I know, I know, it’s the damn postseason, and I’m writing about the draft, but hell, the Brewers aren’t in the postseason and the draft is an important part of the rebuilding process.
This all started because I was messing around with some draft data that I gathered from a wonderful website, you’ve already, probably, most definitely heard of called Baseball Reference. In messing around with the data I created what is called a Sankey Diagram to visualize which schools Brewers draft picks came from in 2016.
A few things are clear, and a few things aren’t with this diagram. What isn’t clear is which schools generated the most draft picks for the Brewers. I’ll address that later because it’s not as important. Secondly, and more apparent, is that most of the Brewers draft picks in 2016 came from the Colleges/Universities. In fact, it’s not even close. In 2016 the Brewers drafted 29 players from Colleges compared to only nine from high school and three from Junior Colleges.
This was odd to me because, as Ben Lindbergh showed, high school players are once again on the rise in the major league draft, fighting a conception that teams are leaning more towards high school players nowadays.
I, therefore, looked at the whether this was a trend for the Brewers, or whether this was a one-year anomaly.
To some extent, I already knew this wasn’t a one-year trend because, for my very first piece on this site, I looked at this information. This time, all I have added is the 2016 information and the Junior College, plus the other, which are organizations where baseball reference did not specify the type. But, even looking at this information historically, 2016 stands out.
Since the Brewers became, well, the Brewers, the only season where more players were drafted from College was in 2010 when the Brewers drafted 31 players from Colleges.
For the most part, players from high schools are usually further away in their development then players who attend College. Most of those players are usually older, but they’ve played at a higher level, therefore they are more likely to reach the majors, and reach the majors quickly.
That doesn’t mean that the high school player isn’t necessarily the better pick. Many high school players are extremely talented and have high upsides, which is why we see more and more teams drafting them in recent years. But if a team needs to win now, they might want to go for a college player and hope that that player can help them in a year or two when they will still be competitive.
But, the Brewers aren’t in win now mode. As we all know too well, they’re going through a rebuild. They’ve traded away a bunch of assets for prospects in order to win in the future. Yet, they seem to be more prone than ever to draft College athletes.
A lot has been written on this website about a quicker rebuild. How the Brewers have a number of good players on the major league roster and how they could be competitive in the next few years. Maybe, the Brewers agree with that notion, which is why they’re drafting these college players. It could be a way to speed up the rebuild.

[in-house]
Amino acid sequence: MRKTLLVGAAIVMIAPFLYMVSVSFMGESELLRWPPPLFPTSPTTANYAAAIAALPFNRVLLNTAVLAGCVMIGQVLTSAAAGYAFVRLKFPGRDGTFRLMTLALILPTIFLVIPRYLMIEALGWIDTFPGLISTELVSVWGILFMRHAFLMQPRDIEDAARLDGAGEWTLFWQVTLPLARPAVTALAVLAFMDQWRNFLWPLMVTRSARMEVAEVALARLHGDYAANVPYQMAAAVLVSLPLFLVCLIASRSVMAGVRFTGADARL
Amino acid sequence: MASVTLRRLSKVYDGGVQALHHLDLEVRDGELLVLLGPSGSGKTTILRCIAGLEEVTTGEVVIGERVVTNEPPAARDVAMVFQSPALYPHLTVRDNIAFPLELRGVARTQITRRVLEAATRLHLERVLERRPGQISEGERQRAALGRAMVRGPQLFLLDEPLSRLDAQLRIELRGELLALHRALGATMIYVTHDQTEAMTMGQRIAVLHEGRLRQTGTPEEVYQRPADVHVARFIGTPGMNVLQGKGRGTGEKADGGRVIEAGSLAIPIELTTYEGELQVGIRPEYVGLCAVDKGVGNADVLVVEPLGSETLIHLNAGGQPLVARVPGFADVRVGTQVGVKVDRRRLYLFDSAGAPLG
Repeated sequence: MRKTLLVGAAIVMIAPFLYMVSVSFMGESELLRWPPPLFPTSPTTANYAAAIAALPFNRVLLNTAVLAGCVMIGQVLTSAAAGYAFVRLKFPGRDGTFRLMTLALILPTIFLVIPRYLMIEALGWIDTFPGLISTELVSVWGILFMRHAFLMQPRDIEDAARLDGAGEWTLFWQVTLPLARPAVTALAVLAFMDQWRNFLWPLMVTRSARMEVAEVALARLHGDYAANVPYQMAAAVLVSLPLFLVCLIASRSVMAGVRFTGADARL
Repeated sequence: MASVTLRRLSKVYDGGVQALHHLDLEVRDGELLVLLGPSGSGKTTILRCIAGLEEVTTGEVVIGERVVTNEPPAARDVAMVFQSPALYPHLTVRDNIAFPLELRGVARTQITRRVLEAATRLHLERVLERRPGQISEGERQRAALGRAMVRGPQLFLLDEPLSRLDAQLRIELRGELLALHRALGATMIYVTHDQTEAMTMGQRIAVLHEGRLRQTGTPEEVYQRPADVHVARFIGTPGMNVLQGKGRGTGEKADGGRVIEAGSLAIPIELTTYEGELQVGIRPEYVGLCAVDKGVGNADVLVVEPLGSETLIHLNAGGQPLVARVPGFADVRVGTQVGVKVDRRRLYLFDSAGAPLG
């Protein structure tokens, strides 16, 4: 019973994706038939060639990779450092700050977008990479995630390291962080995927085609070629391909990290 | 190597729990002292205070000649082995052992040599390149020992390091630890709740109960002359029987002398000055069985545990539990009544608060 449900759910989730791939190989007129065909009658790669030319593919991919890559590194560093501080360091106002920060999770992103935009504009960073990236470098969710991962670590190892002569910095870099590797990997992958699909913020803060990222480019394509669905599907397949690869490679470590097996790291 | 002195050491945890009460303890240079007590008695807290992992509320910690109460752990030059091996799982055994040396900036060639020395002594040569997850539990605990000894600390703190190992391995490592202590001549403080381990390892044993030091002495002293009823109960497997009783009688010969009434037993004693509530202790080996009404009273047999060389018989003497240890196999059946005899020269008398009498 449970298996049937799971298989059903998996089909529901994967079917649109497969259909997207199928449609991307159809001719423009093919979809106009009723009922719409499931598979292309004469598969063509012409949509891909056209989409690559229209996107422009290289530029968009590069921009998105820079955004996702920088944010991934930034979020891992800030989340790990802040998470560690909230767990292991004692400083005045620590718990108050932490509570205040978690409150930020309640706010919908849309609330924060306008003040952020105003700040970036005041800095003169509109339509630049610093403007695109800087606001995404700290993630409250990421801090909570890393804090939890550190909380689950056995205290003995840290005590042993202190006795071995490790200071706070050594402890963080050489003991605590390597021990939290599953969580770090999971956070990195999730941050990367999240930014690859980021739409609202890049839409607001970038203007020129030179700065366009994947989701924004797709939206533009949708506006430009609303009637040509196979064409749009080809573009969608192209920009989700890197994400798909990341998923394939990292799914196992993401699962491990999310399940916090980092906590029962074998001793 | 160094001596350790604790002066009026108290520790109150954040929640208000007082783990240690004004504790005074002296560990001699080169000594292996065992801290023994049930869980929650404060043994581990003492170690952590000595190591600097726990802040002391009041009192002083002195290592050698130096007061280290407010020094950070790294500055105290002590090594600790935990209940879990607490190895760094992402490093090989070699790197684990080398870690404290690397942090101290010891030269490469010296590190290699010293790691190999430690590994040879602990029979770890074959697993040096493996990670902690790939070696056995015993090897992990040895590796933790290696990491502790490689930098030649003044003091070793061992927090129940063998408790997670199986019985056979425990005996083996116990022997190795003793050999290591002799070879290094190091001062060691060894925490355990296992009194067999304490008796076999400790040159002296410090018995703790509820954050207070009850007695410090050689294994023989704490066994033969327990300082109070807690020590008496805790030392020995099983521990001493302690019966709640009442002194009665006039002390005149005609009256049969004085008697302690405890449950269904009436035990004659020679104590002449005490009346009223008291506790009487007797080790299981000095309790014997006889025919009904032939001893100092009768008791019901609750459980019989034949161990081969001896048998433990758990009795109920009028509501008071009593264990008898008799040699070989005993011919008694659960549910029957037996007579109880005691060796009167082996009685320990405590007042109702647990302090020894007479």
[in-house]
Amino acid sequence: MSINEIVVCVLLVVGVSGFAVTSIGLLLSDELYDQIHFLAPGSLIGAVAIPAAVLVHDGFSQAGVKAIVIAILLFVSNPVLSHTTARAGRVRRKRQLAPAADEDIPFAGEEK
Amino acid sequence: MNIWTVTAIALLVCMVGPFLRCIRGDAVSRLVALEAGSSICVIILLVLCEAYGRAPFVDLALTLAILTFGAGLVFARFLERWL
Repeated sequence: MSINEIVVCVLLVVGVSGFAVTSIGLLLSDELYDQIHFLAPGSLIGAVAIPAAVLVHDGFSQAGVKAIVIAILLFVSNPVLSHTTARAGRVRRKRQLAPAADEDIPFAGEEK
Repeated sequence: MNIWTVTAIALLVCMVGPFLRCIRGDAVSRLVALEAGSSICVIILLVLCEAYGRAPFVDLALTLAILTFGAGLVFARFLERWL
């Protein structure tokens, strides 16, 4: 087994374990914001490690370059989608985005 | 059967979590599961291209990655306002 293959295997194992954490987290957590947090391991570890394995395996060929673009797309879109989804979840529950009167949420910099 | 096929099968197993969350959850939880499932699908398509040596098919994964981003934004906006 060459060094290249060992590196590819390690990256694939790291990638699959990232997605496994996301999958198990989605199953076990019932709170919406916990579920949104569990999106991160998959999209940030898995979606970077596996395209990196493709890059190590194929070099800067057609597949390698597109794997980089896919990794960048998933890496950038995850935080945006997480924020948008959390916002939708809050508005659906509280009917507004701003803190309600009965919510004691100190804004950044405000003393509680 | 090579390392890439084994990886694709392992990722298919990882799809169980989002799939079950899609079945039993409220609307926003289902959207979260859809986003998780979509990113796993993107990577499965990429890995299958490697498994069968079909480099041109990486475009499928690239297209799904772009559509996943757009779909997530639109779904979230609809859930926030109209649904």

Or, this could simply be an organizational philosophy. That the Brewers believe that College players are simply a better bet than high school players. This could certainly be true, and is probably more likely than the latter argument. The trend has been going up for a while. Meaning that for a while now, the Brewers have been prioritizing College players over High School players, long before there was any idea of a rebuild.
This could also simply be circumstance. It’s possible that the best player that simply falls to them in the draft happened to be a College athlete. After all, many scouts lauded the Brewers first round pick this year of Corey Ray. I’ve written before about how important the first overall pick is, and the importance of getting it right. That means that it would be a mistake for the Brewers to pass up on a high school player, just because he is from high school. The Brewers should take the best available player, and from the buzz surrounding their draft, it seems that they did.
Rebuilding is often more complicated than what people make it out to be. There are many phases in rebuilds and all aspects of the game matter. Some matter more than most certainly. The Jonathan Lucroy trade was a very important moment, much more than the 1191st pick in the 40th round. But, overall strategy matters too. What are the Brewers doing and what aren’t they doing during this rebuild? What are their strategies? Are they going after certain types of players, and why? Understanding what they are doing will help us gain a better picture of their plan and what is to come.
Below are the schools where the Brewers draft the most players, in their team’s history. These are only the top 10.
|School||Count of Organization|
|University of Hawaii at Manoa (Honolulu, HI)||21|
|Arizona State University (Tempe, AZ)||19|
|Rice University (Houston, TX)||13|
|University of Maryland (College Park, MD)||13|
|University of Texas at Austin (Austin, TX)||13|
|California State University Fullerton (Fullerton, CA)||12|
|Texas A&M University (College Station, TX)||12|
|University of Southern California (Los Angeles, CA)||12|
|Clemson University (Clemson, SC)||11|
|University of Arizona (Tucson, AZ)||11|